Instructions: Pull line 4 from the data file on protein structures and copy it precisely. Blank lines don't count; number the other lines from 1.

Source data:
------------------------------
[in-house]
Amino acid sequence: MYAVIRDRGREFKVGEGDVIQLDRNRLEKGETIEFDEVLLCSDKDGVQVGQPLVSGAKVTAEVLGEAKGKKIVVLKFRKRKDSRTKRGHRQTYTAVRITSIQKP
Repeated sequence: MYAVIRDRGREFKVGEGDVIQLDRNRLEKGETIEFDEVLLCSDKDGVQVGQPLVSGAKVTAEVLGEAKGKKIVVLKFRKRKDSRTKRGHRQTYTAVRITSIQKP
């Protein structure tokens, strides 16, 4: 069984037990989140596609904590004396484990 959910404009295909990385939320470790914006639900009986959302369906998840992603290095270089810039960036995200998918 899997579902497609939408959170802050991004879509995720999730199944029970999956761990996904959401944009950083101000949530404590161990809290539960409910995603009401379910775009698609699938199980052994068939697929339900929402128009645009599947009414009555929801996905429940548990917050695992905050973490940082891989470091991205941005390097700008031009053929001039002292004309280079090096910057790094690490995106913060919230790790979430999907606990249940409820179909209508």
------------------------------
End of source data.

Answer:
């Protein structure tokens, strides 16, 4: 069984037990989140596609904590004396484990 959910404009295909990385939320470790914006639900009986959302369906998840992603290095270089810039960036995200998918 899997579902497609939408959170802050991004879509995720999730199944029970999956761990996904959401944009950083101000949530404590161990809290539960409910995603009401379910775009698609699938199980052994068939697929339900929402128009645009599947009414009555929801996905429940548990917050695992905050973490940082891989470091991205941005390097700008031009053929001039002292004309280079090096910057790094690490995106913060919230790790979430999907606990249940409820179909209508």